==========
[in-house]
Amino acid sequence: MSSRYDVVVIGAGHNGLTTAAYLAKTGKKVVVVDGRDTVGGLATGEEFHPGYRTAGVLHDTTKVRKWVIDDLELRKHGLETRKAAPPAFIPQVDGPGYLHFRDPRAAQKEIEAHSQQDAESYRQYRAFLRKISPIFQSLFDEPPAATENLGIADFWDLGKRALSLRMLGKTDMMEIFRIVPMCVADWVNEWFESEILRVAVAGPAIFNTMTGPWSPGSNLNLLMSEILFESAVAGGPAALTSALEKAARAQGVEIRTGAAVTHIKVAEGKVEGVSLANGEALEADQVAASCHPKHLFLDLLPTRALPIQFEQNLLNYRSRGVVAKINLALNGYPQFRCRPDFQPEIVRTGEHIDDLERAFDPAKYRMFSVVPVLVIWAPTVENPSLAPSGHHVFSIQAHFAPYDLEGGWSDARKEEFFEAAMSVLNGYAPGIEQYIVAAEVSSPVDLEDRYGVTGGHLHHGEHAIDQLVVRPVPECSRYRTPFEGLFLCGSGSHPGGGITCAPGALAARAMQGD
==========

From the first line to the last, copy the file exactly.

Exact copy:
[in-house]
Amino acid sequence: MSSRYDVVVIGAGHNGLTTAAYLAKTGKKVVVVDGRDTVGGLATGEEFHPGYRTAGVLHDTTKVRKWVIDDLELRKHGLETRKAAPPAFIPQVDGPGYLHFRDPRAAQKEIEAHSQQDAESYRQYRAFLRKISPIFQSLFDEPPAATENLGIADFWDLGKRALSLRMLGKTDMMEIFRIVPMCVADWVNEWFESEILRVAVAGPAIFNTMTGPWSPGSNLNLLMSEILFESAVAGGPAALTSALEKAARAQGVEIRTGAAVTHIKVAEGKVEGVSLANGEALEADQVAASCHPKHLFLDLLPTRALPIQFEQNLLNYRSRGVVAKINLALNGYPQFRCRPDFQPEIVRTGEHIDDLERAFDPAKYRMFSVVPVLVIWAPTVENPSLAPSGHHVFSIQAHFAPYDLEGGWSDARKEEFFEAAMSVLNGYAPGIEQYIVAAEVSSPVDLEDRYGVTGGHLHHGEHAIDQLVVRPVPECSRYRTPFEGLFLCGSGSHPGGGITCAPGALAARAMQGD